So, why should you want to grind your own meat? You will be amazed at how much money you will be saving and how the quality difference is from store bought ground meat. Most commercial ground meat (beef) comes from a factory butcher that processes thousands of animals a day. All of the non-prime cuts and bone scrapings become ground beef. The mixture of this meat from the thousands of animals is what has brought out the meat recalls over the years from ecoli and salmonella. In addition to the safety of the meat, there is the question of quality. The ground meat has been ground and “refreshed” several times by the time you have purchased it, allowing more fat than may be labeled to be added. By regrinding the meat, it also makes it look fresher. Another trend the meat industry is using as of late is prepackaging the ground meat at the factory so the store has nothing to do with it. Check the ingredient label on these prepacked meats. You will see many of them have “additional flavoring added”. Why would meat need extra flavoring?

 Additionally, something to watch out for that has become prevalent in the meat industry the past couple years is the practice of adding “flavor enhancers” “broth” or some other synonym for ADDED WATER. Basically, that’s what you’re getting- WATER, and usually it is some salt derivative water. So not only are you paying more for a hunk of meat that has additional water weight, but the water added is salt water and will add salt to your diet. The industry does this these days to cut costs. The cost is rising and people aren’t going to keep paying more for meat, so they must find some way to cut costs. If this meat is so good, why do people pay top dollar for a steak at Ruth’s Chris? RC offers AGED beef, or beef that has dehydrated, or lost water weight to some degree to concentrate the beef flavor.

When you grind your own, YOU have the control. You know better what you are eating and the quality of the meat as well. You bring the chance of contamination down greatly. Ecoli thrives in the moist environment of the ground meat, not as well on the surface of a roast, so if you start with a hunk of meat, less contamination. I will wait until I see CHUCK ROAST on sale. This will give you a good moist ground beef that will make great flavored hamburgers. If you plan to use the ground beef in recipe like burrito, tacos, meat loaf, etc., you can use a leaner cut of meat, like eye round, sirloin, and rump roast. Ground beef sells for anywhere from $2.59 (on sale) to $4.50 a pound. I have seen chuck roast on sale for $1.89/pound. Here's the money savings! Buy the roast, cut into cubes to fit into the grinder, grind, weigh, and use. I will buy 10-20 pounds at a time and portion into 2 pounds per quart Ziploc bag and freeze and use as needed throughout the month.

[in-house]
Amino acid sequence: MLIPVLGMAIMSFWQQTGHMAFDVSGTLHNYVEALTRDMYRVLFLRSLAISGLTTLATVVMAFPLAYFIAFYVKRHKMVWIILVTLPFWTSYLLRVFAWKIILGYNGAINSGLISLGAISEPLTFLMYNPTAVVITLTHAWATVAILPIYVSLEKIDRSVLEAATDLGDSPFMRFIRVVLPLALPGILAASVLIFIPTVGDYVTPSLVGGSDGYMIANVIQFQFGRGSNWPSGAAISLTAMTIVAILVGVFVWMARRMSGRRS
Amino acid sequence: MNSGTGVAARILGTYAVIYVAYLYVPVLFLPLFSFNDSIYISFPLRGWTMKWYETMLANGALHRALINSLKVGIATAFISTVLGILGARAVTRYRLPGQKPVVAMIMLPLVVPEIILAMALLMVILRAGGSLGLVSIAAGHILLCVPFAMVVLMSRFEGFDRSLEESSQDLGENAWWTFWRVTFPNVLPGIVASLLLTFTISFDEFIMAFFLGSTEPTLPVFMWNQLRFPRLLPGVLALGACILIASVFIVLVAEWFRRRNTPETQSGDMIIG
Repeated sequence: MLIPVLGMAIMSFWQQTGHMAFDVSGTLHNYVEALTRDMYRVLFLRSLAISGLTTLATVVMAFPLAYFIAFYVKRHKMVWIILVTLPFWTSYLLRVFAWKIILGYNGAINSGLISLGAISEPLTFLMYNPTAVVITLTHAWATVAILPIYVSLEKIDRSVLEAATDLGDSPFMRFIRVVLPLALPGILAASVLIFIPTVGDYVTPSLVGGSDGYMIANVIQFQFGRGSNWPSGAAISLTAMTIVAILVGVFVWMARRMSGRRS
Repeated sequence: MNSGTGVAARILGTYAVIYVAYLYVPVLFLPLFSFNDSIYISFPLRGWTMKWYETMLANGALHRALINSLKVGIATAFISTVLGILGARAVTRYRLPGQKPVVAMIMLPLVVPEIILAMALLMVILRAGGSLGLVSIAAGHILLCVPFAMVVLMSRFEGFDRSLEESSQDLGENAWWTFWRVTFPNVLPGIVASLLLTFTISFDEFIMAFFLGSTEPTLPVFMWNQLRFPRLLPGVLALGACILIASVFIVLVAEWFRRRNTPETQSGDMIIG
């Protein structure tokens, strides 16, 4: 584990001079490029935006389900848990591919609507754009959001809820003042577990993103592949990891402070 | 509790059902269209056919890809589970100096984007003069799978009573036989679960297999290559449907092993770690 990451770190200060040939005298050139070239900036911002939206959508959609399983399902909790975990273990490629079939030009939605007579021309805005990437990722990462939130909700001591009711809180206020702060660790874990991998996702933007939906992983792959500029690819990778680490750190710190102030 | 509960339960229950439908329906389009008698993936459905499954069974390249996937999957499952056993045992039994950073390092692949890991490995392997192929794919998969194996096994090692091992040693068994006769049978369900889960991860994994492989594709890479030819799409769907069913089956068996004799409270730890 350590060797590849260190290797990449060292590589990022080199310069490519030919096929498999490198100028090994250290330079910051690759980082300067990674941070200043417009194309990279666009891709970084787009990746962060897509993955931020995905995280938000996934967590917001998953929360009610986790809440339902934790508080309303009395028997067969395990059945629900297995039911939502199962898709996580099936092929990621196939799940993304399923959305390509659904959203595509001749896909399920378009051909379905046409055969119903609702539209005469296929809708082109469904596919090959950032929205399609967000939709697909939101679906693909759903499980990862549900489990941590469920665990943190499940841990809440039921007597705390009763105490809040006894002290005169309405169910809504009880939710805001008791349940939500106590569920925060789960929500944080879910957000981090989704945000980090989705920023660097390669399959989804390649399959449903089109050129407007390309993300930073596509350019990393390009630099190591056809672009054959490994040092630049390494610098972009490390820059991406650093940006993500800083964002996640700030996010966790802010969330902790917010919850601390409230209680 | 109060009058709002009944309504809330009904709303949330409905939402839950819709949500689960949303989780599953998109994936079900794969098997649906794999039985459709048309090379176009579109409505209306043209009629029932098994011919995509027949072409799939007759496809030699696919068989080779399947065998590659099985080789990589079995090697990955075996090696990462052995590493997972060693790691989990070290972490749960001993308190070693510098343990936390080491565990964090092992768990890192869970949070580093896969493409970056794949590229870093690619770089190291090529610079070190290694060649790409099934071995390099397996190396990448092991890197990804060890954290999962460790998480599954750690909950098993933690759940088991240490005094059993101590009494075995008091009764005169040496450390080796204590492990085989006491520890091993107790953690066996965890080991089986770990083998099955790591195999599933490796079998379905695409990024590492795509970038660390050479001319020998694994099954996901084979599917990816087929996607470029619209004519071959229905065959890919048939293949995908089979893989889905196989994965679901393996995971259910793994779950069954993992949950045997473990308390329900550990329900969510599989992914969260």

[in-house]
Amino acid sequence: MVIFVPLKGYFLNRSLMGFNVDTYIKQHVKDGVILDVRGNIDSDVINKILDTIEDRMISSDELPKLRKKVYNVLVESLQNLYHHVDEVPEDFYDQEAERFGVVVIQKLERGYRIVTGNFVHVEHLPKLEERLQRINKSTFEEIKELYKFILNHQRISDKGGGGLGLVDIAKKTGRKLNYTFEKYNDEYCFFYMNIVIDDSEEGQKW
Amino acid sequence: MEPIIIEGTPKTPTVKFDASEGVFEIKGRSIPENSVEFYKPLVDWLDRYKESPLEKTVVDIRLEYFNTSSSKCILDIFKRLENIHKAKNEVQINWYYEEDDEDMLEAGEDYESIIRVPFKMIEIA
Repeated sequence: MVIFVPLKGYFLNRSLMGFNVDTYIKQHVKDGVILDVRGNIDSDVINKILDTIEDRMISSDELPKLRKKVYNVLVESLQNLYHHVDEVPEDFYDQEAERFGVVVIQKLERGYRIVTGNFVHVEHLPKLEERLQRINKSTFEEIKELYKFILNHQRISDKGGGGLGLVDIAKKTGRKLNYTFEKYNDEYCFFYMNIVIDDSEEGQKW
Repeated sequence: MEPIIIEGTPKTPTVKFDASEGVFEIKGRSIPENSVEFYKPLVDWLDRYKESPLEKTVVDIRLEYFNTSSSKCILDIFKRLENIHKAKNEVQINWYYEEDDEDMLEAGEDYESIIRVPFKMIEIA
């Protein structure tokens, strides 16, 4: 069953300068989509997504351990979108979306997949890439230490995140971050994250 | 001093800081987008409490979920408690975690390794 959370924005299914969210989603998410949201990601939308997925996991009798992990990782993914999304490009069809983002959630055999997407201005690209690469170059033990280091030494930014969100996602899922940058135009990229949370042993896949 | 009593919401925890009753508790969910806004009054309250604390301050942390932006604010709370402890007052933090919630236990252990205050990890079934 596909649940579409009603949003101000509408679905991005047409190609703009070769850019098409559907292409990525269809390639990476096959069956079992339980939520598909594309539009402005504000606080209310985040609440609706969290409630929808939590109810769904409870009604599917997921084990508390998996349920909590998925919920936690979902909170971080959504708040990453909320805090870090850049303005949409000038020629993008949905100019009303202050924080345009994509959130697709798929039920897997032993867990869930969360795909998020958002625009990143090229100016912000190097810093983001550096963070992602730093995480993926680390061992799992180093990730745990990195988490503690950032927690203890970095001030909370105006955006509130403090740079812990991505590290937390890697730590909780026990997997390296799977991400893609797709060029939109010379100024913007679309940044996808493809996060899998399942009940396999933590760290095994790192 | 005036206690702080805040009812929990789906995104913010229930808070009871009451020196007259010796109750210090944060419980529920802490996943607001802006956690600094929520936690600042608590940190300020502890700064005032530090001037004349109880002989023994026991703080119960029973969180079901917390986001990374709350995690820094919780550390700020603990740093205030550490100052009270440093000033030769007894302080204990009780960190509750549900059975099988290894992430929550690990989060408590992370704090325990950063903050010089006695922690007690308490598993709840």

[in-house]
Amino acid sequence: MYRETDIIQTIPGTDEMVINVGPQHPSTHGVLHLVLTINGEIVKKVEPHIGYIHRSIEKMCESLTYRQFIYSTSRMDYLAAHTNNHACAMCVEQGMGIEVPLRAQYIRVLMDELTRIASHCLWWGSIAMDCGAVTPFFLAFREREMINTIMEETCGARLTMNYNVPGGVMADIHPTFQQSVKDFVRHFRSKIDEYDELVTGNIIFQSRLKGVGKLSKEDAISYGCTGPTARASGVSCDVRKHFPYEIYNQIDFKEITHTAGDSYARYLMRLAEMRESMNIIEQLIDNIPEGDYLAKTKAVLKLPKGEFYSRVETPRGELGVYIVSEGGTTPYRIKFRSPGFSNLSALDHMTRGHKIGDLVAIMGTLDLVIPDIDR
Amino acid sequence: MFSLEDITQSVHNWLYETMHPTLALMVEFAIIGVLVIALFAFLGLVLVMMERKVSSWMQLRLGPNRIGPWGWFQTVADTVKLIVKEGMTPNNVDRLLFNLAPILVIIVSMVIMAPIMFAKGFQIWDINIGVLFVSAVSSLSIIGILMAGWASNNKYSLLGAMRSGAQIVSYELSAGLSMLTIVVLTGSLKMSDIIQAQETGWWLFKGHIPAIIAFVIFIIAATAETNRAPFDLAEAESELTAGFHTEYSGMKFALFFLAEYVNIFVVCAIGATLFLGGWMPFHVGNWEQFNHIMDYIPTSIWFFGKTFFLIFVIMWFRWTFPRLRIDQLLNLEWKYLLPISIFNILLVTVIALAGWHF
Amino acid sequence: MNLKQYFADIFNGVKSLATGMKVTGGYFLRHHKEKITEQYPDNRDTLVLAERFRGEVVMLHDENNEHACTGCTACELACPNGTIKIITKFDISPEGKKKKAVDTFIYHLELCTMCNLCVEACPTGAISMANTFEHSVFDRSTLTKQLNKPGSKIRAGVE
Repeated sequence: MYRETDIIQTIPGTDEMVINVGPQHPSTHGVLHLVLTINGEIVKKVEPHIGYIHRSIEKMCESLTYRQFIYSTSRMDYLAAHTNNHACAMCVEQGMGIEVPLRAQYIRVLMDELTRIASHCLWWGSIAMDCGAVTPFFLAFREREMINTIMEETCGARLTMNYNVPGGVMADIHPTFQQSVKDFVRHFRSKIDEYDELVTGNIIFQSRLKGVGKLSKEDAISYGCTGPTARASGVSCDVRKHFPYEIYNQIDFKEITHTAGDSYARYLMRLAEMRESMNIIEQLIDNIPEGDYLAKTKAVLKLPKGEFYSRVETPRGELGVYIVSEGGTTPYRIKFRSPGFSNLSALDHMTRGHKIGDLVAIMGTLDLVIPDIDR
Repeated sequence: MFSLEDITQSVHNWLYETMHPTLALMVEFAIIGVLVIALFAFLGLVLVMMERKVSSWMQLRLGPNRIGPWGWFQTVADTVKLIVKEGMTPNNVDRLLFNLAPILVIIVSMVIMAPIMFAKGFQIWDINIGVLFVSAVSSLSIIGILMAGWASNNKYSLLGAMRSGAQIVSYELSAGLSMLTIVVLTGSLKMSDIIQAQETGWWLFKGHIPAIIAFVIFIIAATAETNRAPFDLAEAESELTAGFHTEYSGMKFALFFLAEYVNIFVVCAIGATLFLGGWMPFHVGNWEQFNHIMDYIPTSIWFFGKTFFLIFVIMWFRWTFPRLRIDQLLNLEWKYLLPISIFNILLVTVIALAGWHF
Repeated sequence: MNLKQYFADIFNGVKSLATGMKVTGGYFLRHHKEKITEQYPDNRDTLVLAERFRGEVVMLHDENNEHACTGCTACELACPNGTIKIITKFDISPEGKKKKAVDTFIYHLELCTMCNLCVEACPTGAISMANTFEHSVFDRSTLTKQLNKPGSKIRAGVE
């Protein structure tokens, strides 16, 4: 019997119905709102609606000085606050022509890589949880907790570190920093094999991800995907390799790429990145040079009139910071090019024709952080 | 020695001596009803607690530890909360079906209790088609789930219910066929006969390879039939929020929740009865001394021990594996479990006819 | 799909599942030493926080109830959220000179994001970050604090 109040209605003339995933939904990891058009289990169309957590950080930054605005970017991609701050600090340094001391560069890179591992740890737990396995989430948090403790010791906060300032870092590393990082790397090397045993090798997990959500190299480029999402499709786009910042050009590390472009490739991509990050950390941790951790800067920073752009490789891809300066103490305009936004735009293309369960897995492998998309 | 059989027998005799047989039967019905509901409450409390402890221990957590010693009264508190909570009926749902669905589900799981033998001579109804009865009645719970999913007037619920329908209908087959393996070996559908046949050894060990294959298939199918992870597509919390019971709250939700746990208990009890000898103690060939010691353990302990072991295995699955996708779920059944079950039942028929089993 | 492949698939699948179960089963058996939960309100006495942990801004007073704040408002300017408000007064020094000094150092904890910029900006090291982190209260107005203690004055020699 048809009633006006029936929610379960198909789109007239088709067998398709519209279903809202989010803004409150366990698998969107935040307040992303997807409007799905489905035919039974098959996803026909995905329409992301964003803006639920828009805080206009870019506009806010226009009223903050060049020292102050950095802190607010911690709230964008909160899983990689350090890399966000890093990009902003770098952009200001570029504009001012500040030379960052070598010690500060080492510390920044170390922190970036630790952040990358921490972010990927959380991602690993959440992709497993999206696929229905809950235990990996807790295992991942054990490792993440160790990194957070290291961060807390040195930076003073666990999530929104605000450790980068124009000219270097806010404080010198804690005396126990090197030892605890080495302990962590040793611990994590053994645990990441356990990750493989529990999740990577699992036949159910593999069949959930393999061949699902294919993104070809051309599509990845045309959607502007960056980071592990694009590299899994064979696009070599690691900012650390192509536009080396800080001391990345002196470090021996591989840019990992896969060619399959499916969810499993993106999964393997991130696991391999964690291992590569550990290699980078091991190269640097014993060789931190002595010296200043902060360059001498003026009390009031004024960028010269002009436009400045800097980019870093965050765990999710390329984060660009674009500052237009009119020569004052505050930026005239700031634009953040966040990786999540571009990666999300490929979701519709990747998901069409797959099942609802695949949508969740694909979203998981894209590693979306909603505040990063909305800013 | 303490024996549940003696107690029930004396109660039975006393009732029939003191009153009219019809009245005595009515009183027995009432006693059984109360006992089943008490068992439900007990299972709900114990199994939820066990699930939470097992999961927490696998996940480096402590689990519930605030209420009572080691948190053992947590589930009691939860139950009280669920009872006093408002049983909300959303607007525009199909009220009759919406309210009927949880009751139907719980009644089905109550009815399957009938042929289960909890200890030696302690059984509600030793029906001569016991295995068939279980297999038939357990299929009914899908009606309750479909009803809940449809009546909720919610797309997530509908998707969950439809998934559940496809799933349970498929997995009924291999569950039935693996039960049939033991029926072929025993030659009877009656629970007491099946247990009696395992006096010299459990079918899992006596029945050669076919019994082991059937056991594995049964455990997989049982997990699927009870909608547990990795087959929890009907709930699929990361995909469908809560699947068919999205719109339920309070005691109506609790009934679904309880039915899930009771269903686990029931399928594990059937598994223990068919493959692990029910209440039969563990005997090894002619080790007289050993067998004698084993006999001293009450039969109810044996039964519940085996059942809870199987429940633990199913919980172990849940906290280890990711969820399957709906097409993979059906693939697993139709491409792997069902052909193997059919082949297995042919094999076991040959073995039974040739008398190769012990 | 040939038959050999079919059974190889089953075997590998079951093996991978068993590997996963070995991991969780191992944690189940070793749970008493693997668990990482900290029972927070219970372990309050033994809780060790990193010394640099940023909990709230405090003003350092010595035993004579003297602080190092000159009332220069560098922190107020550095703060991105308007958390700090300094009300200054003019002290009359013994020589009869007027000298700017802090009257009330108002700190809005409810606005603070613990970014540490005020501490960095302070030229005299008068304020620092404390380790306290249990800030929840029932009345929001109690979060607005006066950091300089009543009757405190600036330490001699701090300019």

Using chuck roast will yield you 80% lean, 20% fat ground beef, perfect for hamburgers. Eye round, sirloin and rump roast will be about equal to 93% lean. Fat is not the enemy here. When you cook the ground beef, the fat will melt off and you can drain it off if that is a concern for you. I have also been fortunate enough to get venison from local hunters every autumn. Most will gladly give it away, so what they are harvesting has some use. This makes EXCELLENT meat, for everything you would use beef for. Most people will not tell the difference if not told. Same thing for other meat- chicken, pork. Buy it cheap, grind your own and save money.

Friday, June 24, 2011


Here's a quick tip that will save you pennies each time you use it. My two favorite piece of money saving equipment in the kitchen are my rubber spatula and my funnel. Whenever you get to the bottom of that ketchup bottle, remove the lid from the new bottle, insert funnel and turn the old bottle upside down in the funnel. Allow this to sit for about a half hour in the corner of your counter. You will be surprised how much ketchup is left in the bottle that you would have tossed away. Of course you can do this with any bottled item. I use the rubber spatula for the same purpose for those wide mouth bottles like mayo and peanut butter. Again, you'll be surprised how much peanut butter sticks to the jar.

Thursday, June 23, 2011

Whey to go!!

So now that you have this yogurt, what can you do with it? First, let’s assume that you have made plain, unsweetened yogurt. One of my family’s new favs is yogurt cheese. By simply draining off the whey from the curd, you will get cheese. The cheese is already cultured, but it is best as a soft cheese. We eat it in place of cream cheese. Spread it on a bagel and sprinkle some sea salts on it and you have a great morning start. I have also used this cheese as a base for a cheese spread (like Aloutte) by adding some dried herbs and seasonings to it. Spread that on a cracker and enjoy. Additionally, it will more healthful for you since that cheese still has the active cultures in it.